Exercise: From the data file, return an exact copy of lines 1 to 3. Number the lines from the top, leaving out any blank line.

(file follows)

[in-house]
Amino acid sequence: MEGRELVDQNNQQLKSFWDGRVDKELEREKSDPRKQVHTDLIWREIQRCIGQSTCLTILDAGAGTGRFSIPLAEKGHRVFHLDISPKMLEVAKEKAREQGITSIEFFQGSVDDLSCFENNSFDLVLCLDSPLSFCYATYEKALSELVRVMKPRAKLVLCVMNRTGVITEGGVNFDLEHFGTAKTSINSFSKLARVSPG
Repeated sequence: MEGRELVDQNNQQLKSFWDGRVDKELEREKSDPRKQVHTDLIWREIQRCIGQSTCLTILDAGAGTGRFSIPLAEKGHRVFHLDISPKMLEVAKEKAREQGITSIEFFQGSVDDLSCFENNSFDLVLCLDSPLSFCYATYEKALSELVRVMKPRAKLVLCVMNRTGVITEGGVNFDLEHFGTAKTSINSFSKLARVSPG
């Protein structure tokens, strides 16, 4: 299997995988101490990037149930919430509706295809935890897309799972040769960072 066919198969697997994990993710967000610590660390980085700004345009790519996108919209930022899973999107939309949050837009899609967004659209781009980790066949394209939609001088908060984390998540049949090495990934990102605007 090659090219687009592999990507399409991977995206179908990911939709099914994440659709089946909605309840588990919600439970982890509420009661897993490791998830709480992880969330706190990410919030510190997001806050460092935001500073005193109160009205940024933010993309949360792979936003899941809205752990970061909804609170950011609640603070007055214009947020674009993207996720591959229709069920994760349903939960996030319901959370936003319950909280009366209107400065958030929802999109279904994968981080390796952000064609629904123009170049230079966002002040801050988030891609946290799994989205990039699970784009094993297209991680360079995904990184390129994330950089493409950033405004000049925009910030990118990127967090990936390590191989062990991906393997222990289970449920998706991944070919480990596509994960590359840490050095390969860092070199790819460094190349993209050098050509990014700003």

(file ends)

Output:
[in-house]
Amino acid sequence: MEGRELVDQNNQQLKSFWDGRVDKELEREKSDPRKQVHTDLIWREIQRCIGQSTCLTILDAGAGTGRFSIPLAEKGHRVFHLDISPKMLEVAKEKAREQGITSIEFFQGSVDDLSCFENNSFDLVLCLDSPLSFCYATYEKALSELVRVMKPRAKLVLCVMNRTGVITEGGVNFDLEHFGTAKTSINSFSKLARVSPG
Repeated sequence: MEGRELVDQNNQQLKSFWDGRVDKELEREKSDPRKQVHTDLIWREIQRCIGQSTCLTILDAGAGTGRFSIPLAEKGHRVFHLDISPKMLEVAKEKAREQGITSIEFFQGSVDDLSCFENNSFDLVLCLDSPLSFCYATYEKALSELVRVMKPRAKLVLCVMNRTGVITEGGVNFDLEHFGTAKTSINSFSKLARVSPG